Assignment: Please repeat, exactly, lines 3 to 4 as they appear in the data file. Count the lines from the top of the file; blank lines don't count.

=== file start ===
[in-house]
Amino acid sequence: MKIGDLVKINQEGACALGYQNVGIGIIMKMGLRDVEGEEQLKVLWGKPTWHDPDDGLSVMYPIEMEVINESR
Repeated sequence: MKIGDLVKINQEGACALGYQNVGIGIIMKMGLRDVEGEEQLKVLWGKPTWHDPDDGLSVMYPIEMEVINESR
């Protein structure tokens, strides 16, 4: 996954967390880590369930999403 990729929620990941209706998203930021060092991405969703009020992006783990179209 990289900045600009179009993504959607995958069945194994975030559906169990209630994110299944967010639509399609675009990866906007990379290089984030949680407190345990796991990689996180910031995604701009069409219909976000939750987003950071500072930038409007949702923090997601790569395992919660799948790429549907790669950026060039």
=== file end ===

Repeated sequence: MKIGDLVKINQEGACALGYQNVGIGIIMKMGLRDVEGEEQLKVLWGKPTWHDPDDGLSVMYPIEMEVINESR
């Protein structure tokens, strides 16, 4: 996954967390880590369930999403 990729929620990941209706998203930021060092991405969703009020992006783990179209 990289900045600009179009993504959607995958069945194994975030559906169990209630994110299944967010639509399609675009990866906007990379290089984030949680407190345990796991990689996180910031995604701009069409219909976000939750987003950071500072930038409007949702923090997601790569395992919660799948790429549907790669950026060039």